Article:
CHEROKEE COUNTY, AL – After Hurricane Ivan in 2004 and several subsequent tornadoes wreaked destruction upon areas surrounding Leesburg, AL, Mayor Edward Mackey decided his town needed a safe place for its residents. In 2008, Leesburg became the first town in Cherokee County to receive federal funds to build a community safe room.
During the tornado outbreak in late April 2011, the dual purpose safe room opened its doors for the first time and had more people show up than ever expected. The long-range planning of this mitigation measure proved its worth almost as soon as it opened.
“We just had the dedication ceremony and used it for a Chamber of Commerce breakfast on the 21st and the storms hit almost one week later,” recalls Mayor Mackey.
When the sirens sounded on April 27th, many people from various nearby areas arrived to seek shelter from the storms. The residents heeded the advice of the local news station and, although the storm did not affect Leesburg, the community was ready for anything.
“This time we were spared and the storm just missed us,” said Mackey.
Designed according to the criteria in the Federal Emergency Management Agency’s (FEMA's) publication FEMA 361, Design and Construction Guidance for Community Safe Rooms, the 2,500-square-foot safe room is reinforced to withstand 250-mile per hour winds. It is equipped with a diesel operated emergency generator that can supply electricity in case the power goes out in the town. It has restrooms and a supply of water for those temporarily using the safe room.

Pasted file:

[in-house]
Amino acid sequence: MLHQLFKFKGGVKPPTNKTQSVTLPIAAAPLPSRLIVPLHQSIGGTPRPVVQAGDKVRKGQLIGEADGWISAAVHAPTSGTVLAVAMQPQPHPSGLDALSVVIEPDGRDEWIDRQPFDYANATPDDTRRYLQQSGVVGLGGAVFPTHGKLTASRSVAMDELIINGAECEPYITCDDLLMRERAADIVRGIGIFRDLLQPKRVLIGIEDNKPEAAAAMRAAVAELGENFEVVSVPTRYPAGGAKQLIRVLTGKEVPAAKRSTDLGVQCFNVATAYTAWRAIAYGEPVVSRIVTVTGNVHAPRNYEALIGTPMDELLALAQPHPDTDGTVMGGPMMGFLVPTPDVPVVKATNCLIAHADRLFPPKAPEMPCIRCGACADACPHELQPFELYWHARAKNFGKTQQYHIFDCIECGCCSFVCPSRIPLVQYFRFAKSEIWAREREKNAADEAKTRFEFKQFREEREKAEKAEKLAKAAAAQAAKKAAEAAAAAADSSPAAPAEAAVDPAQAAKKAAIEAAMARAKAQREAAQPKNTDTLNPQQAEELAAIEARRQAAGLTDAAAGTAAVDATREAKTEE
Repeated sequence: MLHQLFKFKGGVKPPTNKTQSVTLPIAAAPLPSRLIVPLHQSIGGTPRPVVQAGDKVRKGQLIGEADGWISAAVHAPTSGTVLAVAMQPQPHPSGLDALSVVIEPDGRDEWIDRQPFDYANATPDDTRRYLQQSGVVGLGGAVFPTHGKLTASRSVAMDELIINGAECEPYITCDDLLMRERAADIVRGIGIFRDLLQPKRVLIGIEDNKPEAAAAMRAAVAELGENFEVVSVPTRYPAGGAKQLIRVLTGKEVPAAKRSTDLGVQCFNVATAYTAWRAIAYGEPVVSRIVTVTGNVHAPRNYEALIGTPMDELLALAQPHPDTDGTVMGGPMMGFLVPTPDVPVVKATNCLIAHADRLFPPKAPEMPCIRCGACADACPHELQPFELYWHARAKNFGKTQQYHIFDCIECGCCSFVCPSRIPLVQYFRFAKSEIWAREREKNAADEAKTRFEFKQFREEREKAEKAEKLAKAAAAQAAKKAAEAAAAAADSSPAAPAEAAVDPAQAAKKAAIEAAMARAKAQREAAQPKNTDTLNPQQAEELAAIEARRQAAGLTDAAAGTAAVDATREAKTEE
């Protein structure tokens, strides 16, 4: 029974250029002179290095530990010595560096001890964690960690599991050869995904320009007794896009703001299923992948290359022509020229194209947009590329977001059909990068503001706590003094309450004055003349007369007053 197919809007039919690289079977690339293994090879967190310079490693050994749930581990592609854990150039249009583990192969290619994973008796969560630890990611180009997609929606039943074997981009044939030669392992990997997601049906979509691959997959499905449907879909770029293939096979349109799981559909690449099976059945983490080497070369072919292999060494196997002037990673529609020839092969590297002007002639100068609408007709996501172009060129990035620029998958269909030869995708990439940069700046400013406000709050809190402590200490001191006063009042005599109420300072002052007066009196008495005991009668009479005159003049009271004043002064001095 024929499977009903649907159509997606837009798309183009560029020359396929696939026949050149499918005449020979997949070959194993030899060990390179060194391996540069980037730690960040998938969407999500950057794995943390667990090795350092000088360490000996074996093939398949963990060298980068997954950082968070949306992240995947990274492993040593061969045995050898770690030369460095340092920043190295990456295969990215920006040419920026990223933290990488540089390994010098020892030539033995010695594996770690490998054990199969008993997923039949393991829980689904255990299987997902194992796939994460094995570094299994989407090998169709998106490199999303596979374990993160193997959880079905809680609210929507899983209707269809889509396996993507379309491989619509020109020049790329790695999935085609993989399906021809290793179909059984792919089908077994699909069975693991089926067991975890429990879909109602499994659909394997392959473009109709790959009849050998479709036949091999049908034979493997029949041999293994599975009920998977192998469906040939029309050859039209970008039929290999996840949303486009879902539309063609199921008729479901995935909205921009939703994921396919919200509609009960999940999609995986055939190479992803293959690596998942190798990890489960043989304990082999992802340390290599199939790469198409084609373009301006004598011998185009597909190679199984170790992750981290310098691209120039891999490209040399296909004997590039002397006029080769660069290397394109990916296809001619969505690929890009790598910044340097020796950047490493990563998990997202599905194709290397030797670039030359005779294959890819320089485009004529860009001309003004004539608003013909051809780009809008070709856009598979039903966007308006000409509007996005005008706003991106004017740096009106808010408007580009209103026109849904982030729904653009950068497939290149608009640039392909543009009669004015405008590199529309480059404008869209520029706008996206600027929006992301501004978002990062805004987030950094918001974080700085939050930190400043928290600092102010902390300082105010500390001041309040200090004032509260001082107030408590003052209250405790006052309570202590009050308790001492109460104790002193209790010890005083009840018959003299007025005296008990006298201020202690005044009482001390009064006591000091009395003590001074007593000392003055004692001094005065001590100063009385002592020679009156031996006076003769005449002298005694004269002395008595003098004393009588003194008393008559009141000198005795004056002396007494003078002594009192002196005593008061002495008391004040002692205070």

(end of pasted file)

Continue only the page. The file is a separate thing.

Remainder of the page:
“Currently the Cherokee County Emergency Management Director is working to get more weather radios and other essentials for a temporary stay in the safe room,” said Mackey. “We are also using our own funds to install cameras on the outside of the building so we can monitor the weather conditions outside while we are inside.”
Funded partially through FEMA’s Hazard Mitigation Grant Program (HMGP), this safe room was approved at a total cost of $420,652. FEMA supplied 75 percent of that cost, leaving the remaining 25 percent for Leesburg to fund. HMGP provides states up to 75 percent of necessary funding for mitigation projects that are approved following disasters.
A community safe room in a rural area, like Leesburg, is ideal for the local residents to have in the event of severe weather. Mayor Mackey strongly feels that the safe room will be used often, especially after the mass amounts of casualties that occurred during April’s tornado outbreak.
“Before we had the safe room, there was not a real safe place for the people to go,” he said. “This is the best way to use tax dollars to help a community.”